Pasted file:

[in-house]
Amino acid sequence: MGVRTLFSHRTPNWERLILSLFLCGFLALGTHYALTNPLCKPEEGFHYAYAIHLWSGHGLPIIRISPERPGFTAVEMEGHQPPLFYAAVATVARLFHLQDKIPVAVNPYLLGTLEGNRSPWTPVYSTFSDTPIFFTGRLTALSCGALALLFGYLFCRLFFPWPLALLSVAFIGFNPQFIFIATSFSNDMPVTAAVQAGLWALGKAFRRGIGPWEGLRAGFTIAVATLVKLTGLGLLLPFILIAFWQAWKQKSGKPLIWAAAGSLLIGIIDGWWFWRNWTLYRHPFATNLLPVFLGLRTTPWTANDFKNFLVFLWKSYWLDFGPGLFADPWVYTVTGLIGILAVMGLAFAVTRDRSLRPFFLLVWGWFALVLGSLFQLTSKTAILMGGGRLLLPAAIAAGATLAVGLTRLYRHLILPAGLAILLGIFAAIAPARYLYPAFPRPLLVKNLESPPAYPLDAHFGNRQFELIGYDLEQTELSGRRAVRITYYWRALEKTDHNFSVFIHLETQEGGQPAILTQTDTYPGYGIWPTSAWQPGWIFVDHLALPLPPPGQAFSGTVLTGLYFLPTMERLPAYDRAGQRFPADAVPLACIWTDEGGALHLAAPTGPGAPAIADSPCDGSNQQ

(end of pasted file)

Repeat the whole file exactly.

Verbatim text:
[in-house]
Amino acid sequence: MGVRTLFSHRTPNWERLILSLFLCGFLALGTHYALTNPLCKPEEGFHYAYAIHLWSGHGLPIIRISPERPGFTAVEMEGHQPPLFYAAVATVARLFHLQDKIPVAVNPYLLGTLEGNRSPWTPVYSTFSDTPIFFTGRLTALSCGALALLFGYLFCRLFFPWPLALLSVAFIGFNPQFIFIATSFSNDMPVTAAVQAGLWALGKAFRRGIGPWEGLRAGFTIAVATLVKLTGLGLLLPFILIAFWQAWKQKSGKPLIWAAAGSLLIGIIDGWWFWRNWTLYRHPFATNLLPVFLGLRTTPWTANDFKNFLVFLWKSYWLDFGPGLFADPWVYTVTGLIGILAVMGLAFAVTRDRSLRPFFLLVWGWFALVLGSLFQLTSKTAILMGGGRLLLPAAIAAGATLAVGLTRLYRHLILPAGLAILLGIFAAIAPARYLYPAFPRPLLVKNLESPPAYPLDAHFGNRQFELIGYDLEQTELSGRRAVRITYYWRALEKTDHNFSVFIHLETQEGGQPAILTQTDTYPGYGIWPTSAWQPGWIFVDHLALPLPPPGQAFSGTVLTGLYFLPTMERLPAYDRAGQRFPADAVPLACIWTDEGGALHLAAPTGPGAPAIADSPCDGSNQQ